"We're going to really need to see some leadership coming out of Ottawa, and I mean both the Bank of Canada and [Prime Minister Justin] Trudeau and the government … This is a crisis; this is a very serious event."
Pelletier said he'd like to see both a large fiscal spending program tailored to impacted provinces and an emergency rate cut.
Richard Masson, the chair of the World Petroleum Council, said some Canadian companies are in a better spot than their U.S. counterparts because of a pipeline crunch that has forced them to contain growth, pay down debts and look for efficiencies.
Still, he too thinks the federal government needs to get involved to prevent a crisis, as financing continues to dry up.
"We're going to need some support, or we're going to lose a lot of our native companies, and we won't be able to bounce back when prices recover," said Masson.
"One of the things they're probably going to have to look at is can they provide loans to companies to get them through?"
The Alberta government's recent spring budget forecasts WTI will average $58 US a barrel in the coming year, and Shaffer said this is bad news both for the economy as a whole and for the province's royalty revenues.
"Roughly every dollar [per barrel] is about $350 million to the government … We're talking about a $7 billion decline in revenue expectations," Shaffer said, adding that about $2 billion is made up from the improved differential and the Canadian dollar, so the net hit would be about $5 billion.
Kenney changes tone, saying all options on table
The weight of that impact softened the fiery tone of Alberta Premier Jason Kenney.
Just over a week ago, his United Conservative Party government introduced a budget that relies heavily on the well-being of the energy sector.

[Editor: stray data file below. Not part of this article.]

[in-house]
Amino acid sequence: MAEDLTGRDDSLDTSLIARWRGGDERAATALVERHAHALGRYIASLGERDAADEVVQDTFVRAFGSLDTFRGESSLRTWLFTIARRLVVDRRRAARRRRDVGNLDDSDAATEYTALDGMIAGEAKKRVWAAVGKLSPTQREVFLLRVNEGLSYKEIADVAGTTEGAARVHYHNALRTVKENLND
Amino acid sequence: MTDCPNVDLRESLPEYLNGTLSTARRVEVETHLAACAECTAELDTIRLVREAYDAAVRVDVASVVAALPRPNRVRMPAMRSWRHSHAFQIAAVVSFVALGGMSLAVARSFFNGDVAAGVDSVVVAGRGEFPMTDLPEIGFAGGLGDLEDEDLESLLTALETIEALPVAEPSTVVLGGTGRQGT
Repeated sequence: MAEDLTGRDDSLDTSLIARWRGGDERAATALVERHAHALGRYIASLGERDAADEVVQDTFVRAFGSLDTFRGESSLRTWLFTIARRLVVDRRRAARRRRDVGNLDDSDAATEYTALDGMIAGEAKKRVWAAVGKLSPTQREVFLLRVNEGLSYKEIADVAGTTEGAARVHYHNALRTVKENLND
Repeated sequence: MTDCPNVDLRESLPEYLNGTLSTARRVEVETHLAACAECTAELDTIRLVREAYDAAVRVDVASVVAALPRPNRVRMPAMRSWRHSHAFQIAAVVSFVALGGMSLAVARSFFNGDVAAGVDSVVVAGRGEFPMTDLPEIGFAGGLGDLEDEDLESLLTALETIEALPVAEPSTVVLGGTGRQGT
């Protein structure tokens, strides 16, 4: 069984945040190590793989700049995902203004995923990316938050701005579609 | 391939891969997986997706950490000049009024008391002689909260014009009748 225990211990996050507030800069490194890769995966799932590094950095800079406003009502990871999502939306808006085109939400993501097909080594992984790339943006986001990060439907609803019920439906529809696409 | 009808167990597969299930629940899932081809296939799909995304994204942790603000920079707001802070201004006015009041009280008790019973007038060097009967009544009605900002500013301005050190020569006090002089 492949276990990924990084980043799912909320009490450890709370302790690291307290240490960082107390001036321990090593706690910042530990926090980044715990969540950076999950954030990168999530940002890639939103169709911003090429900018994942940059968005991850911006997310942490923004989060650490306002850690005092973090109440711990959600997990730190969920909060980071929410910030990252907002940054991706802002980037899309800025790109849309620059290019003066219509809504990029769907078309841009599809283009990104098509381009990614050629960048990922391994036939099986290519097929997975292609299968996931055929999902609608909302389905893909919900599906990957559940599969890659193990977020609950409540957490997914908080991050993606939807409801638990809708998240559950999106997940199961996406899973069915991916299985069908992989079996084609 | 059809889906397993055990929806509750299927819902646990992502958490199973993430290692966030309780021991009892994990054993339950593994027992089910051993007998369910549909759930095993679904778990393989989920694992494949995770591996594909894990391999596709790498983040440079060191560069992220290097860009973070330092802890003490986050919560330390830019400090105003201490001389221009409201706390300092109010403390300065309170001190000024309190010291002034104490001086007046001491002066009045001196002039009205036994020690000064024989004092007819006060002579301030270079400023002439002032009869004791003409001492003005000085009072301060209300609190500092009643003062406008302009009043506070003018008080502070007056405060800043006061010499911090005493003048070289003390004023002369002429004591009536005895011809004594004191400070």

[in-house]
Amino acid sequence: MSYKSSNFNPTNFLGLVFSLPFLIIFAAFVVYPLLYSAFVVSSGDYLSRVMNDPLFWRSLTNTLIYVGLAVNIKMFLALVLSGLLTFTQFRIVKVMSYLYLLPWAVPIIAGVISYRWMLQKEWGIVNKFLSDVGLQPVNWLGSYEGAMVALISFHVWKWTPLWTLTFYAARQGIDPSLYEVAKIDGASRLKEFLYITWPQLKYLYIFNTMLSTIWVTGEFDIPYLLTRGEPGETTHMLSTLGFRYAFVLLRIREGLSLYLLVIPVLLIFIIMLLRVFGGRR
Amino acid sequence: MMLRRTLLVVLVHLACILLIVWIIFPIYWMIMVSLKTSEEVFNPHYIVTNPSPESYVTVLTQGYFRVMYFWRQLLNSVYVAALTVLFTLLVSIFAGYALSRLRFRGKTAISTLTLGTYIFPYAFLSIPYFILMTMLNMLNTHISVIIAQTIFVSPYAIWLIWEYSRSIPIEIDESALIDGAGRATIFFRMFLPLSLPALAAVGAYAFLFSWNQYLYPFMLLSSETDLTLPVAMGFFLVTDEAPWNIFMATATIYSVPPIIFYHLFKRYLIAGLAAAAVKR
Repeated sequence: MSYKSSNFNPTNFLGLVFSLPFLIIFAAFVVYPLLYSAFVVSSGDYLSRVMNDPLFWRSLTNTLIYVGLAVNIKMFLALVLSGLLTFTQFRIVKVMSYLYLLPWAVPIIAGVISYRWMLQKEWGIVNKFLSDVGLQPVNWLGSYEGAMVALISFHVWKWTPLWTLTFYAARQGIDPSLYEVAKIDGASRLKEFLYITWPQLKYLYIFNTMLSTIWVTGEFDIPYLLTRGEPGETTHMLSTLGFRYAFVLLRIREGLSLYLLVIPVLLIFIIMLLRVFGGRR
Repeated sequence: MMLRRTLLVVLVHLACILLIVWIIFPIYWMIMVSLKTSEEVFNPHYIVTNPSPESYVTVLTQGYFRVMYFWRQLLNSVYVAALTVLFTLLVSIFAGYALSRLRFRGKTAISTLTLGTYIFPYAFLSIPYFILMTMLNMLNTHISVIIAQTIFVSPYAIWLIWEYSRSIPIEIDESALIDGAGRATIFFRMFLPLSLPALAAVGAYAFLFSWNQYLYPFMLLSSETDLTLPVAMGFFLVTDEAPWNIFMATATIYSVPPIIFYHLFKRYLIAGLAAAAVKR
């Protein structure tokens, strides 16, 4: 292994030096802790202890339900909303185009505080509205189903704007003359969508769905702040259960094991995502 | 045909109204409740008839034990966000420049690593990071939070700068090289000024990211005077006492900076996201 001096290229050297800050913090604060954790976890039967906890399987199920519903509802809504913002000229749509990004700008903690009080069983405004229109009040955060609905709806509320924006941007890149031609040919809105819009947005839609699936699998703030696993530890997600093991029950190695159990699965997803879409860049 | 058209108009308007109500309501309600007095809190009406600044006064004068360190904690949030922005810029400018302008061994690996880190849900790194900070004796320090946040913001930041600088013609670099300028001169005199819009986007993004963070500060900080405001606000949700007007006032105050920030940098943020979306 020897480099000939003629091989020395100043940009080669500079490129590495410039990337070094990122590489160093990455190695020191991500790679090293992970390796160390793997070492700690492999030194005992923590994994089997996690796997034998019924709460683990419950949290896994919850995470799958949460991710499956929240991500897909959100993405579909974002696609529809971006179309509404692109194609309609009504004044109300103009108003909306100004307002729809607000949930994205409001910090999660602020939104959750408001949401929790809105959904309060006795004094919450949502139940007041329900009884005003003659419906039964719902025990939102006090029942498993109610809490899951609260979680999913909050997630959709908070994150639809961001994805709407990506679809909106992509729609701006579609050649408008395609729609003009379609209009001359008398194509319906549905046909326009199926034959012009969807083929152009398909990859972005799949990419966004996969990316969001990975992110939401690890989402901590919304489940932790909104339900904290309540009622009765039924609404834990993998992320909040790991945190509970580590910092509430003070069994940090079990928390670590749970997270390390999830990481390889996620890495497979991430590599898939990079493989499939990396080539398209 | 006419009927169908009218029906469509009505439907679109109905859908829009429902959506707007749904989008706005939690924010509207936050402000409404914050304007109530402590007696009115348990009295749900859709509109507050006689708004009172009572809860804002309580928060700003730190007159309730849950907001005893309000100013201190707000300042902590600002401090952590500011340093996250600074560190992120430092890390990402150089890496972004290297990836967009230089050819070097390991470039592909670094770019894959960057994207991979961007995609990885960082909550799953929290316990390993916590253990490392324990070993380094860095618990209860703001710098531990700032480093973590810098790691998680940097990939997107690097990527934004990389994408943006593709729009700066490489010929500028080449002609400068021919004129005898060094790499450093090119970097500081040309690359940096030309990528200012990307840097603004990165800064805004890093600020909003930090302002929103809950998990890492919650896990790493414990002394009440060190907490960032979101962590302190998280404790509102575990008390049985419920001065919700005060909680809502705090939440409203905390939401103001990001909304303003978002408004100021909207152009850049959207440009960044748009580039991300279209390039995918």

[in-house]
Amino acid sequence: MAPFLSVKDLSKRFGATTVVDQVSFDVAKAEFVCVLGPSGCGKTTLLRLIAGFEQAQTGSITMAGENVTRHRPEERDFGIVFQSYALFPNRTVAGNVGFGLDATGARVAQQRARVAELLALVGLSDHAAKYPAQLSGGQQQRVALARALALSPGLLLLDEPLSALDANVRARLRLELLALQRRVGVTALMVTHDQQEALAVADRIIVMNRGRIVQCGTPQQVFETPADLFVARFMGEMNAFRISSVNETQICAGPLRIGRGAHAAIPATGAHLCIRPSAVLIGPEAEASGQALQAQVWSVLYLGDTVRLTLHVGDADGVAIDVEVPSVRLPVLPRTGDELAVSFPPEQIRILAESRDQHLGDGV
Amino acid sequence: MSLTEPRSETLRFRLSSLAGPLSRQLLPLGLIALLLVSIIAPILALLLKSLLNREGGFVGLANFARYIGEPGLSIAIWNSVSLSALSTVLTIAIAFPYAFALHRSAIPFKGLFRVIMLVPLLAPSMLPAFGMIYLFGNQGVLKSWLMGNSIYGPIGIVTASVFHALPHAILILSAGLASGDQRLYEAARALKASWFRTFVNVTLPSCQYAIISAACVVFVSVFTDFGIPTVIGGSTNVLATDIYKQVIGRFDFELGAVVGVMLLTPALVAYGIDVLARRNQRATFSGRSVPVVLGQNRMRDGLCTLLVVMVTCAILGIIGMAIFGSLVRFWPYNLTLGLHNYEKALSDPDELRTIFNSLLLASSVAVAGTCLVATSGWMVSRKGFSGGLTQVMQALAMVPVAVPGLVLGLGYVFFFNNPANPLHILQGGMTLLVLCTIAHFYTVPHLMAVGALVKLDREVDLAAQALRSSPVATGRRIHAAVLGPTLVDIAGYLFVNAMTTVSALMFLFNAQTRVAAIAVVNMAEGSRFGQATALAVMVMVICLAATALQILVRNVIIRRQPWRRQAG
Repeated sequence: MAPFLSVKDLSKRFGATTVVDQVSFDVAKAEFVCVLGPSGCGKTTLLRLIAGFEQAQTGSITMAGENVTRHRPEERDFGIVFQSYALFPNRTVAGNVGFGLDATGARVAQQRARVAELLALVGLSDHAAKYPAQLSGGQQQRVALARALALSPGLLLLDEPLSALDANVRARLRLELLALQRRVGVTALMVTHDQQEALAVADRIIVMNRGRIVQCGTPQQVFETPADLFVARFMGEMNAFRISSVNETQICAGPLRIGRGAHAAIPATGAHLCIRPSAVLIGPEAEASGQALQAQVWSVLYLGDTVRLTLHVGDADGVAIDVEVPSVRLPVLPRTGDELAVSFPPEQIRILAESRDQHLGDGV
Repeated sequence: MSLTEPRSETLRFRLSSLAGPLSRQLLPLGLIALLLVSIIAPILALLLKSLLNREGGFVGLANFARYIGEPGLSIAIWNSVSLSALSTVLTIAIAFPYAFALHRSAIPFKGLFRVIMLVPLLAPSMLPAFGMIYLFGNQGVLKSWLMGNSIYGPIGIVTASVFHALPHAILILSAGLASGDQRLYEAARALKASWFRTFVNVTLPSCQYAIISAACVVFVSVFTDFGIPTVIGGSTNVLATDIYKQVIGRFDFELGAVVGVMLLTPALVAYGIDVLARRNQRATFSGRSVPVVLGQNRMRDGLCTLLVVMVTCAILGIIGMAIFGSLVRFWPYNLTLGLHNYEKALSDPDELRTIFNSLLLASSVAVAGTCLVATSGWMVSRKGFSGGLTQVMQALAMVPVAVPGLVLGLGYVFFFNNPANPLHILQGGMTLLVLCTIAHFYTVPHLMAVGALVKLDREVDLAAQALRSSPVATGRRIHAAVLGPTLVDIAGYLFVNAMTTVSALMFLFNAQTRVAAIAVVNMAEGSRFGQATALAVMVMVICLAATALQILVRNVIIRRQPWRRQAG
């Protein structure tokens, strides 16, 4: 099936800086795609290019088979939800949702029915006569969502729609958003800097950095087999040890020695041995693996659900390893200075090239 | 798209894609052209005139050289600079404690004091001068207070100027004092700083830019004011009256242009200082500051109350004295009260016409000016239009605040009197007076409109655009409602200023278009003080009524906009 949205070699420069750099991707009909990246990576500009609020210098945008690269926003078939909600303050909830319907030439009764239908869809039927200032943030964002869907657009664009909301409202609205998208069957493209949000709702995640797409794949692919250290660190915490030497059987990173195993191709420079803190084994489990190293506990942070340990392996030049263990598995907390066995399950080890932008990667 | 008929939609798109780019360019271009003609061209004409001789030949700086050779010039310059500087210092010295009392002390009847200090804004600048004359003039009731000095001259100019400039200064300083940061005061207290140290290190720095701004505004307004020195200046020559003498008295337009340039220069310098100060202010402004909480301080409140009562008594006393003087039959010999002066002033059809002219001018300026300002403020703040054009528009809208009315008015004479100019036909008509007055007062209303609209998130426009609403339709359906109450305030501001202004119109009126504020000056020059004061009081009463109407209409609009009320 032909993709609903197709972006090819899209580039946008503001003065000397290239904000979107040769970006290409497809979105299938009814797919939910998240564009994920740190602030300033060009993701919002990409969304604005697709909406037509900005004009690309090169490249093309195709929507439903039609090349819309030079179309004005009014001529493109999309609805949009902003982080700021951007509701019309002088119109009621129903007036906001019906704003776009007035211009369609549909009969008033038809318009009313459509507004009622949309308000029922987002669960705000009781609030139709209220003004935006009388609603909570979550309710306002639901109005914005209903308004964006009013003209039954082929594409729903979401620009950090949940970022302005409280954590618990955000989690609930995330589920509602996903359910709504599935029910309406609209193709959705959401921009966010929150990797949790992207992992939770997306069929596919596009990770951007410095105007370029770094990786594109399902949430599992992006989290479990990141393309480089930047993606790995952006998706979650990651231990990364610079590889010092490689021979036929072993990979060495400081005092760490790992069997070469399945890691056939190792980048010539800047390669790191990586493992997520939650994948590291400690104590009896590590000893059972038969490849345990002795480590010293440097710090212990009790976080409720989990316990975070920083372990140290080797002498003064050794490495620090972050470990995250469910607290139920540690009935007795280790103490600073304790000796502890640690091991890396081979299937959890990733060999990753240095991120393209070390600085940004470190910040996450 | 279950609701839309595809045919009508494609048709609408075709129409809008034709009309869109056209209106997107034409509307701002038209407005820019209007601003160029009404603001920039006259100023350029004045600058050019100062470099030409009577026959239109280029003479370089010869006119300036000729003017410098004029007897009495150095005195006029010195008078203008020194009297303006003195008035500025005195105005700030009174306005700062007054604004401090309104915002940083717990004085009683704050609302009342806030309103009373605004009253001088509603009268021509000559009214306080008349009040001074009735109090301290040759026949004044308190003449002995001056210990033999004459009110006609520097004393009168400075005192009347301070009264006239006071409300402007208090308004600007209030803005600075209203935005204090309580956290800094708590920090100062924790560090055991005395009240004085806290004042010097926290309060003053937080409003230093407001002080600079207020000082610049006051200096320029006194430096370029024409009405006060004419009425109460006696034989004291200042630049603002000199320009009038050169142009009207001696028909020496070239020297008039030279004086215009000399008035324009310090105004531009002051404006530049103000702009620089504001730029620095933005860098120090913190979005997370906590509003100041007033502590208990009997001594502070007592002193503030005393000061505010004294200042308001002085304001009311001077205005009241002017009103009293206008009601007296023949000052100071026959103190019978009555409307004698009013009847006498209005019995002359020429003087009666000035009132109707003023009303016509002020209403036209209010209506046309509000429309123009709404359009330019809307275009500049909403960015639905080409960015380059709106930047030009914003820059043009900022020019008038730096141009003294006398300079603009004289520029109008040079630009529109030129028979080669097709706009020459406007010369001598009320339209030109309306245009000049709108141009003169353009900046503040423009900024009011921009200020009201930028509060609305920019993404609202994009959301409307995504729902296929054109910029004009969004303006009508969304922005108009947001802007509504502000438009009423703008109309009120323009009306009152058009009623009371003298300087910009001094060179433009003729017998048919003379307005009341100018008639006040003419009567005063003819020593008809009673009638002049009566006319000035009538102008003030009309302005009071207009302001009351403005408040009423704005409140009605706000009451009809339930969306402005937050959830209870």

Speaking in Calgary on Monday just after markets closed with cratering oil prices threatening to drain billions of dollars from the province's bottom line, the premier shifted from an emphasis on restraint to the protection of the economy and jobs — even if that means spending.
The premier said the Alberta government would look at a range of choices that include borrowing money for more capital spending to boost jobs, a return to tax incentives to lure high-tech startups and directly subsidizing a barrel of oil.
"Our priority is protecting jobs. Our priority is protecting the economy," he said.
"If that means we need to borrow money to make that happen, we will do so."
Kenney to create economic panel led by Mintz
Kenney said he would appoint a panel of experts led by economist Jack Mintz with the School of Public Policy at the University of Calgary — who also sits on the board of directors of Imperial Oil — on how to navigate the economic storm.
"All options will be on the table. I repeat: all options will be on the table to do everything that we can within our capacity to help protect jobs and Albertans," said Kenney.
He wants the federal government to step up as well.
"This is not just about Alberta. As Alberta goes, so goes the national economy," Kenney said.
Kenney is to meet with Prime Minister Justin Trudeau on Friday at the first ministers meeting in Ottawa.
He said he'll be asking for a range of relief measures, including financial incentives to help create jobs in reclaiming orphan wells, changes to payroll taxes and removal of a cap on fiscal stabilization transfers that would return about $2.6 billion to Alberta.
Kenney, saying now is not the time for partisan politics, said he'll be reaching out to rival politicians, including Opposition NDP Leader Rachel Notley, for advice.